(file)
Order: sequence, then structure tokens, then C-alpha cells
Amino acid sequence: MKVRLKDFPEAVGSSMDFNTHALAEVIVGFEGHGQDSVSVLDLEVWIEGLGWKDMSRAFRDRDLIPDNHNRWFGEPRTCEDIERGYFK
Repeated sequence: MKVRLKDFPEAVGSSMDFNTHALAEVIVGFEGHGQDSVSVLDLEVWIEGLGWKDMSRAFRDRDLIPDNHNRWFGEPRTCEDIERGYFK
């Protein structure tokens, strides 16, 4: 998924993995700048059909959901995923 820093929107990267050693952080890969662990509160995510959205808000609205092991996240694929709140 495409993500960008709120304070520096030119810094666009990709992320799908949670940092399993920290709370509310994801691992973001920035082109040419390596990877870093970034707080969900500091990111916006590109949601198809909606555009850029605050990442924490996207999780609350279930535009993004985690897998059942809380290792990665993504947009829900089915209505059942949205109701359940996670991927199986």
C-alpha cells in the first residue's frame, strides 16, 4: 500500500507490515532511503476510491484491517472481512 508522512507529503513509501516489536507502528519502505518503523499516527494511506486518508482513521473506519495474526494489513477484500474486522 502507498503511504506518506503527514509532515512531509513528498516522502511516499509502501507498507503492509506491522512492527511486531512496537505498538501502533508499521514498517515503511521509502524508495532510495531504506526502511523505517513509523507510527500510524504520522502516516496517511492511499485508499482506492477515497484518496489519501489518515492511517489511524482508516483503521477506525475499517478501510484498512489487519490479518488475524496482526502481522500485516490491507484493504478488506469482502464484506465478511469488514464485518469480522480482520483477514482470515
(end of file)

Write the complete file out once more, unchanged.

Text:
Order: sequence, then structure tokens, then C-alpha cells
Amino acid sequence: MKVRLKDFPEAVGSSMDFNTHALAEVIVGFEGHGQDSVSVLDLEVWIEGLGWKDMSRAFRDRDLIPDNHNRWFGEPRTCEDIERGYFK
Repeated sequence: MKVRLKDFPEAVGSSMDFNTHALAEVIVGFEGHGQDSVSVLDLEVWIEGLGWKDMSRAFRDRDLIPDNHNRWFGEPRTCEDIERGYFK
């Protein structure tokens, strides 16, 4: 998924993995700048059909959901995923 820093929107990267050693952080890969662990509160995510959205808000609205092991996240694929709140 495409993500960008709120304070520096030119810094666009990709992320799908949670940092399993920290709370509310994801691992973001920035082109040419390596990877870093970034707080969900500091990111916006590109949601198809909606555009850029605050990442924490996207999780609350279930535009993004985690897998059942809380290792990665993504947009829900089915209505059942949205109701359940996670991927199986």
C-alpha cells in the first residue's frame, strides 16, 4: 500500500507490515532511503476510491484491517472481512 508522512507529503513509501516489536507502528519502505518503523499516527494511506486518508482513521473506519495474526494489513477484500474486522 502507498503511504506518506503527514509532515512531509513528498516522502511516499509502501507498507503492509506491522512492527511486531512496537505498538501502533508499521514498517515503511521509502524508495532510495531504506526502511523505517513509523507510527500510524504520522502516516496517511492511499485508499482506492477515497484518496489519501489518515492511517489511524482508516483503521477506525475499517478501510484498512489487519490479518488475524496482526502481522500485516490491507484493504478488506469482502464484506465478511469488514464485518469480522480482520483477514482470515